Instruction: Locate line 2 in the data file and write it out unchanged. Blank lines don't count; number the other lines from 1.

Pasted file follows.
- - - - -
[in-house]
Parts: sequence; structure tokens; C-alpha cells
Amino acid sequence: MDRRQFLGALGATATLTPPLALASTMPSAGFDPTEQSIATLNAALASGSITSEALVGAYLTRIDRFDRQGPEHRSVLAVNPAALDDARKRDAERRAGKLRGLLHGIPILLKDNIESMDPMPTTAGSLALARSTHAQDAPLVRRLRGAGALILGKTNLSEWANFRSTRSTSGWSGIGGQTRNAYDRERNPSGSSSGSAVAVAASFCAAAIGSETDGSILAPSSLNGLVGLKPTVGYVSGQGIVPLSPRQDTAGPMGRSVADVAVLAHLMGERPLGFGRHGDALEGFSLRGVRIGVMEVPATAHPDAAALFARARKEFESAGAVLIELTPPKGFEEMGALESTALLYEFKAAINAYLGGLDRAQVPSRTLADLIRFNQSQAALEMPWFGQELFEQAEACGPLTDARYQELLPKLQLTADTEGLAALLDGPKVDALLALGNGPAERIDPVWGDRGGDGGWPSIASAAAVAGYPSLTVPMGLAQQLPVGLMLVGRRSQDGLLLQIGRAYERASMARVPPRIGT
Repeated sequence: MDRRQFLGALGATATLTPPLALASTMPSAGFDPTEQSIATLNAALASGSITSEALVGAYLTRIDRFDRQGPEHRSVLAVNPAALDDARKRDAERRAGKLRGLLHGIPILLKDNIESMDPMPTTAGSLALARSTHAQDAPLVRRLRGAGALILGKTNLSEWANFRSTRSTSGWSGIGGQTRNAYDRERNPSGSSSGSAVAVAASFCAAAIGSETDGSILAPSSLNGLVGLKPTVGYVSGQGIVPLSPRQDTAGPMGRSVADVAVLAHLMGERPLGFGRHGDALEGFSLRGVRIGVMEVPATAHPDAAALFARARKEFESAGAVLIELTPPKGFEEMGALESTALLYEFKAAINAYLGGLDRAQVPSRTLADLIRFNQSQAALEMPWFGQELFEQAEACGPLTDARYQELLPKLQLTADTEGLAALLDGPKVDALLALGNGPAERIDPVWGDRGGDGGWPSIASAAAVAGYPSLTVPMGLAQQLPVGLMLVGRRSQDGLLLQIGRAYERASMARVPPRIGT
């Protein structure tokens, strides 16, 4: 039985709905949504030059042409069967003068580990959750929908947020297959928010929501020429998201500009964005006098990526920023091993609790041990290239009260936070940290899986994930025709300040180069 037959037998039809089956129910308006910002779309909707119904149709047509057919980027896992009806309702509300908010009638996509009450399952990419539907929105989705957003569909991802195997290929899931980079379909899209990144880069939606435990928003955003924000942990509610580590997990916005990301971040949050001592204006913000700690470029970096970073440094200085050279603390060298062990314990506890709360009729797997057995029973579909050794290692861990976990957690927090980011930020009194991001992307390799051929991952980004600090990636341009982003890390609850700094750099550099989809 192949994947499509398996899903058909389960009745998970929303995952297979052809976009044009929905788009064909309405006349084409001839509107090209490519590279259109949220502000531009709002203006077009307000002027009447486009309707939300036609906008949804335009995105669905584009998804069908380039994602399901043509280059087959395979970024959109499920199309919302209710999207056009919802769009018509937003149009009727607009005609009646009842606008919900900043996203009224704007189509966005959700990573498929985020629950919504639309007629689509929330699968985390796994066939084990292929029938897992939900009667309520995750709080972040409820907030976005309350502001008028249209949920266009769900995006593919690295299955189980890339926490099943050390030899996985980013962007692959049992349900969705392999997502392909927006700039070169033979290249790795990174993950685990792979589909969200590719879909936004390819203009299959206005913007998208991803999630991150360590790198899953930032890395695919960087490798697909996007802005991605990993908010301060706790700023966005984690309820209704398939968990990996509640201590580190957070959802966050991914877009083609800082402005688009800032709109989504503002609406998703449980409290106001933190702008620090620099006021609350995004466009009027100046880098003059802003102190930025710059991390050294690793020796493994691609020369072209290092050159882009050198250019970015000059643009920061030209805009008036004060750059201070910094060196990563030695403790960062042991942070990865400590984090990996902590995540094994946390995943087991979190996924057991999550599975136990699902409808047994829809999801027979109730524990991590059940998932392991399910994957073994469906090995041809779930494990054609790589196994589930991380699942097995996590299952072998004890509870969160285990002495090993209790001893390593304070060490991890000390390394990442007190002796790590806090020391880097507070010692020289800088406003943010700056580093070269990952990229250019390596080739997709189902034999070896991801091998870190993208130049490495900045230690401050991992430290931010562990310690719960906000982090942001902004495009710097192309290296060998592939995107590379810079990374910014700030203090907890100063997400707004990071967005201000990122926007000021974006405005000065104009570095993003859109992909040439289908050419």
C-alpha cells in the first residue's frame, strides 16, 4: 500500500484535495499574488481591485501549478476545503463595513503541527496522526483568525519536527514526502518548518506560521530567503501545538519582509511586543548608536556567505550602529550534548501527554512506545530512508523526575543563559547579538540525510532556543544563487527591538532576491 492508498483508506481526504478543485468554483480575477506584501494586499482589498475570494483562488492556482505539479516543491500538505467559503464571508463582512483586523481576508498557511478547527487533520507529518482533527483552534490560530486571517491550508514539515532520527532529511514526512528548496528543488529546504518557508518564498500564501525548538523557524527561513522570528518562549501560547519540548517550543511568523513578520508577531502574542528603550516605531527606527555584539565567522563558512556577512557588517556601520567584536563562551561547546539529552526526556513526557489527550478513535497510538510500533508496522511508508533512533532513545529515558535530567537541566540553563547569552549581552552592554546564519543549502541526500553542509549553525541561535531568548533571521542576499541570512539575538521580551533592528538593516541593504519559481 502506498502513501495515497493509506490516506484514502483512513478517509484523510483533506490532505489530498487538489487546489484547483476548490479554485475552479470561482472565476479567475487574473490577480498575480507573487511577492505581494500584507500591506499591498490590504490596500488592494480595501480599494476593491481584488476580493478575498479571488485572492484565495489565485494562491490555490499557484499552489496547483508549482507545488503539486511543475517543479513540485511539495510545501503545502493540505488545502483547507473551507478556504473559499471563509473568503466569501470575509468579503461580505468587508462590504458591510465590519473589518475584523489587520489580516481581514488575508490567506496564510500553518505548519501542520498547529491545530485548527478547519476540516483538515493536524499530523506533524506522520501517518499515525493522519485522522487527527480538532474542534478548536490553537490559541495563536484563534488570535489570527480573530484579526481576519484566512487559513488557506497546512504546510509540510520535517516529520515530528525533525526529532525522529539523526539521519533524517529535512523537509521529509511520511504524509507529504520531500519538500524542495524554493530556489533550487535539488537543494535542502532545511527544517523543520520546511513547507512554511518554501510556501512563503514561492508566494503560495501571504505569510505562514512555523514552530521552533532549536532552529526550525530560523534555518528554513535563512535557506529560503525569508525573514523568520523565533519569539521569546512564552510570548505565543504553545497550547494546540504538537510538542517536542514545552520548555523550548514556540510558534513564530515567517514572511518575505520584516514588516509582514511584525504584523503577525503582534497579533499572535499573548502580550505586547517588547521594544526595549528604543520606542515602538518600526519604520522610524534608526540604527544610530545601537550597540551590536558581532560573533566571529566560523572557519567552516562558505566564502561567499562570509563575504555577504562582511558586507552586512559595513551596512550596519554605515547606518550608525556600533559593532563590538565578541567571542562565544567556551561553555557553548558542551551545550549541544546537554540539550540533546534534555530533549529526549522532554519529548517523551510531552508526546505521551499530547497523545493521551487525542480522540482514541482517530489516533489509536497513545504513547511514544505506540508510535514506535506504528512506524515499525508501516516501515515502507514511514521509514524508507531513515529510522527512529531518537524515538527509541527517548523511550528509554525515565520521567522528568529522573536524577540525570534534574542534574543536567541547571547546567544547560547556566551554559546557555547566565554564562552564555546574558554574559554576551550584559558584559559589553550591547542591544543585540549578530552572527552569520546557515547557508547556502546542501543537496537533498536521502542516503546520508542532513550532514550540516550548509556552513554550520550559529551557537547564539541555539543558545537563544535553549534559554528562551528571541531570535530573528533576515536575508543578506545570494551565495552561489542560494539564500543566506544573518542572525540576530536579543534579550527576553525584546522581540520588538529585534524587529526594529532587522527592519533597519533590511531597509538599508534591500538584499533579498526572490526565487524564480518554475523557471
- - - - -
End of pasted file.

Parts: sequence; structure tokens; C-alpha cells